FIG. 3 shows details of the coupler CL to which a train of pulses T is being applied; see also graph (a) of FIG. 4. This pulse train energizes the base of a normally nonconductive NPN transistor TR1 whose emitter is grounded and whose collector is connected to a source of positive voltage +12V through a time-constant network comprising a capacitor C and a pair of resistors R1, R2 constituting a voltage divider. Transistor TR1, forming the first stage of a multistage amplifier, and time-constant network C, R1, R2 form part of an integrator M which converts the pulse train T into a single charge pulse P as shown in graph (b) of FIG. 4; for this purpose the time constant of the network must be greater than the frame period of, say, 125μs. Voltage divider R1, R2 normally biases to cutoff the base of a second-stage PNP transistor TR2 whose emitter is connected to the positive pole +12V and whose collector is connected to the negative pole -12V of the voltage source via a smoothing network comprising a series resistor R3 and a shunt capacitor C1 in parallel with a resistor R4 in the input of a third-stage NPN transistor TR3. The latter transistor, whose base is tied to the collector of transistor TR2 by way of resistor R3, has its emitter joined through a resistor R5 to negative voltage -12V and is also normally nonconductive; smoothing network C1, R3, R4 rounds the leading and trailing edges of charge pulse P as illustrated at P' in graph (c) of FIG. 4.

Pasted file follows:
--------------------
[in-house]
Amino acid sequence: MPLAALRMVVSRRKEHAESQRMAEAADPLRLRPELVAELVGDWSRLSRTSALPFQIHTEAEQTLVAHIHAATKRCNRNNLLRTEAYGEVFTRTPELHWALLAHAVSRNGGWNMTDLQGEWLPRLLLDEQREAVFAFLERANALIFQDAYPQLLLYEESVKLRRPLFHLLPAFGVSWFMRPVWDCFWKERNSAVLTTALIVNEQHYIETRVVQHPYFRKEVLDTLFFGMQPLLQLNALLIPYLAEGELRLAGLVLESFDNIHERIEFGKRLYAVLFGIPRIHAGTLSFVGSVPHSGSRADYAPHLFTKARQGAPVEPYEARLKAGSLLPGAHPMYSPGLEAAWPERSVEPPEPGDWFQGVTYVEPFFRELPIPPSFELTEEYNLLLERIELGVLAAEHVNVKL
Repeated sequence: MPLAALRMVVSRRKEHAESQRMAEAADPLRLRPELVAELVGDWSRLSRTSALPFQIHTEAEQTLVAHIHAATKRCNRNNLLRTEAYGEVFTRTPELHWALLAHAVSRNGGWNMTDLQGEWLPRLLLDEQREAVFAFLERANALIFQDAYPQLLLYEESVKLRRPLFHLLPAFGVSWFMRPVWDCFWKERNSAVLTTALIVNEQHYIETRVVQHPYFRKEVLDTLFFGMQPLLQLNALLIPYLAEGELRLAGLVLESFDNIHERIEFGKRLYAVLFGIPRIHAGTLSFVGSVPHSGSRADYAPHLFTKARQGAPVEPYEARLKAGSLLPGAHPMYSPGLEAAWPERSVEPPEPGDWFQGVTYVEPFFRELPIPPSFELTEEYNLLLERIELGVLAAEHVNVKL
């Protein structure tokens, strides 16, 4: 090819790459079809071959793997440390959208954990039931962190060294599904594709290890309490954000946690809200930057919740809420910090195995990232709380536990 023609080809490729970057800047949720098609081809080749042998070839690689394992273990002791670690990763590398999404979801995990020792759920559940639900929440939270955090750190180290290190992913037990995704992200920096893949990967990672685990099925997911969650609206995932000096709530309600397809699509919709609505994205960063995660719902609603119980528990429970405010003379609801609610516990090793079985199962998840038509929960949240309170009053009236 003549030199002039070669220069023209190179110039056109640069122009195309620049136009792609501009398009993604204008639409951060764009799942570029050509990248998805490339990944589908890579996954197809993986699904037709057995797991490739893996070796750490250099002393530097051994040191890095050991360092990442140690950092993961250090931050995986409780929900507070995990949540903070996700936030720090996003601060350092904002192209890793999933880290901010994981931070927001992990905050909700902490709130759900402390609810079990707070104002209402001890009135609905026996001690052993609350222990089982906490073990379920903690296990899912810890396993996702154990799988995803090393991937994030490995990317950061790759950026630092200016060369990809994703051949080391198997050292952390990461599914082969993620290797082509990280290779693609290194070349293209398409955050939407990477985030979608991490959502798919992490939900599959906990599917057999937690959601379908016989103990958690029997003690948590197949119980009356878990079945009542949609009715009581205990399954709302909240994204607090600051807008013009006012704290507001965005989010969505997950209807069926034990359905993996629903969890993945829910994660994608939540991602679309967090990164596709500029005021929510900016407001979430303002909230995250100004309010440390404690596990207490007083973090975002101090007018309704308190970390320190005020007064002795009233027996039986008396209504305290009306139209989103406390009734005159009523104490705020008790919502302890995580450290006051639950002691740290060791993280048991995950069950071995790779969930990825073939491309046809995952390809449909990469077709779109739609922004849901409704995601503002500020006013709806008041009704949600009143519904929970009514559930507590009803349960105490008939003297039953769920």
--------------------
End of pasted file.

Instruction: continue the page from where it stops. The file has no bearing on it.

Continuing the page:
A fourth amplifier stage comprises a pair of matched NPN transistors TR4 and TR5 whose emitters are connected in parallel to the collector of transistor TR3 via respective resistors R6 and R7. Amplifier stages TR1 - TR5 form part of a modulator SM also including a local oscillator OS emitting a carrier wave whose frequency, e.g. of 16 kHz, lies well above the band of voice frequencies transmitted over the subscriber lines L. Oscillator OS, which is common to the several couples LC, works through a resistor R9 into the base of transistor TR4 whose counterpart TR5 has its base grounded through a resistor R8. The collectors of these two transistors are interconnected through the primary winding of a modulating transformer TA whose midpoint is connected to positive voltage +12V.